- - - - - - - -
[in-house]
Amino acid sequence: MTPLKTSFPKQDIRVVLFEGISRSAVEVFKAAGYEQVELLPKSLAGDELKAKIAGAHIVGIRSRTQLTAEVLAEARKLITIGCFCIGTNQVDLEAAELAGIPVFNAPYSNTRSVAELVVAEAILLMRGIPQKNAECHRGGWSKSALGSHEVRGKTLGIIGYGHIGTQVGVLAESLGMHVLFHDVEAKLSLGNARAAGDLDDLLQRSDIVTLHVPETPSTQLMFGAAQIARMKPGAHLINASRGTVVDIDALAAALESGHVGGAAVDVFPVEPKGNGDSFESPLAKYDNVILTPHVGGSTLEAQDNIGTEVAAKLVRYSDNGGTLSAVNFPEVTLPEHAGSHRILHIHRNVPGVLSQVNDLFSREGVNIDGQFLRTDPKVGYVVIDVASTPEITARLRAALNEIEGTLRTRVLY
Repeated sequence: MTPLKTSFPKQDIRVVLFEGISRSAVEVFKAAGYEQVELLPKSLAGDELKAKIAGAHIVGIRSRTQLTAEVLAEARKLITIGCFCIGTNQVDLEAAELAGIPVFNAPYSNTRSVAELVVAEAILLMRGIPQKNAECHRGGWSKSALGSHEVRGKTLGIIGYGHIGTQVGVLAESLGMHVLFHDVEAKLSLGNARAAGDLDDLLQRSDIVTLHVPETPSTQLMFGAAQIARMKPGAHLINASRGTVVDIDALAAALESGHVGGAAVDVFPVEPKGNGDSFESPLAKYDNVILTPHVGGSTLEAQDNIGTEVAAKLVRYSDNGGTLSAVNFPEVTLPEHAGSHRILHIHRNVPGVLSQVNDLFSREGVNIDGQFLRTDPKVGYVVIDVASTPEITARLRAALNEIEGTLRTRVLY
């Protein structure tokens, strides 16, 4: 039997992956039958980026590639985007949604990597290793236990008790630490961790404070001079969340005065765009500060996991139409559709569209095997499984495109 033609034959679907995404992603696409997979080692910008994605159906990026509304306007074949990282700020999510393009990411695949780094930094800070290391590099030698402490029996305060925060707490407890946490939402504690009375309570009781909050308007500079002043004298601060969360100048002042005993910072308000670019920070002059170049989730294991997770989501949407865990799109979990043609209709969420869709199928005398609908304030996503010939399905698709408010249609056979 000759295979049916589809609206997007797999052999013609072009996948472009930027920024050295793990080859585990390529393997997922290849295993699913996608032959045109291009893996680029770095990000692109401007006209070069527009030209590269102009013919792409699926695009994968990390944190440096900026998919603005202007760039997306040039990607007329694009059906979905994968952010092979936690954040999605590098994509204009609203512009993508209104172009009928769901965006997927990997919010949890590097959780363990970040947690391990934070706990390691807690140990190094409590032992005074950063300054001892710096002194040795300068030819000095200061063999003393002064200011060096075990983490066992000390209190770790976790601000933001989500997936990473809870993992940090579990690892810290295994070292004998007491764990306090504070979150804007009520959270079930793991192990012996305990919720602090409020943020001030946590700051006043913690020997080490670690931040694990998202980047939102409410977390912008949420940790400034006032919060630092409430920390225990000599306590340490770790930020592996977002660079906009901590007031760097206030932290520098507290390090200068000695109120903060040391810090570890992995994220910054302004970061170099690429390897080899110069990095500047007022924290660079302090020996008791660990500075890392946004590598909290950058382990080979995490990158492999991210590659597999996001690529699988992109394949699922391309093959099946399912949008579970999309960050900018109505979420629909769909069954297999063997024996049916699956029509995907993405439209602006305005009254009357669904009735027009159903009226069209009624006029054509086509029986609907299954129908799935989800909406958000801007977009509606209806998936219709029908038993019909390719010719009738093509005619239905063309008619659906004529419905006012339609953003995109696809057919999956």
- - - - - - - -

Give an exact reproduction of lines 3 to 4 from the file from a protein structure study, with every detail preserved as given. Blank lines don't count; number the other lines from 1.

Repeated sequence: MTPLKTSFPKQDIRVVLFEGISRSAVEVFKAAGYEQVELLPKSLAGDELKAKIAGAHIVGIRSRTQLTAEVLAEARKLITIGCFCIGTNQVDLEAAELAGIPVFNAPYSNTRSVAELVVAEAILLMRGIPQKNAECHRGGWSKSALGSHEVRGKTLGIIGYGHIGTQVGVLAESLGMHVLFHDVEAKLSLGNARAAGDLDDLLQRSDIVTLHVPETPSTQLMFGAAQIARMKPGAHLINASRGTVVDIDALAAALESGHVGGAAVDVFPVEPKGNGDSFESPLAKYDNVILTPHVGGSTLEAQDNIGTEVAAKLVRYSDNGGTLSAVNFPEVTLPEHAGSHRILHIHRNVPGVLSQVNDLFSREGVNIDGQFLRTDPKVGYVVIDVASTPEITARLRAALNEIEGTLRTRVLY
């Protein structure tokens, strides 16, 4: 039997992956039958980026590639985007949604990597290793236990008790630490961790404070001079969340005065765009500060996991139409559709569209095997499984495109 033609034959679907995404992603696409997979080692910008994605159906990026509304306007074949990282700020999510393009990411695949780094930094800070290391590099030698402490029996305060925060707490407890946490939402504690009375309570009781909050308007500079002043004298601060969360100048002042005993910072308000670019920070002059170049989730294991997770989501949407865990799109979990043609209709969420869709199928005398609908304030996503010939399905698709408010249609056979 000759295979049916589809609206997007797999052999013609072009996948472009930027920024050295793990080859585990390529393997997922290849295993699913996608032959045109291009893996680029770095990000692109401007006209070069527009030209590269102009013919792409699926695009994968990390944190440096900026998919603005202007760039997306040039990607007329694009059906979905994968952010092979936690954040999605590098994509204009609203512009993508209104172009009928769901965006997927990997919010949890590097959780363990970040947690391990934070706990390691807690140990190094409590032992005074950063300054001892710096002194040795300068030819000095200061063999003393002064200011060096075990983490066992000390209190770790976790601000933001989500997936990473809870993992940090579990690892810290295994070292004998007491764990306090504070979150804007009520959270079930793991192990012996305990919720602090409020943020001030946590700051006043913690020997080490670690931040694990998202980047939102409410977390912008949420940790400034006032919060630092409430920390225990000599306590340490770790930020592996977002660079906009901590007031760097206030932290520098507290390090200068000695109120903060040391810090570890992995994220910054302004970061170099690429390897080899110069990095500047007022924290660079302090020996008791660990500075890392946004590598909290950058382990080979995490990158492999991210590659597999996001690529699988992109394949699922391309093959099946399912949008579970999309960050900018109505979420629909769909069954297999063997024996049916699956029509995907993405439209602006305005009254009357669904009735027009159903009226069209009624006029054509086509029986609907299954129908799935989800909406958000801007977009509606209806998936219709029908038993019909390719010719009738093509005619239905063309008619659906004529419905006012339609953003995109696809057919999956």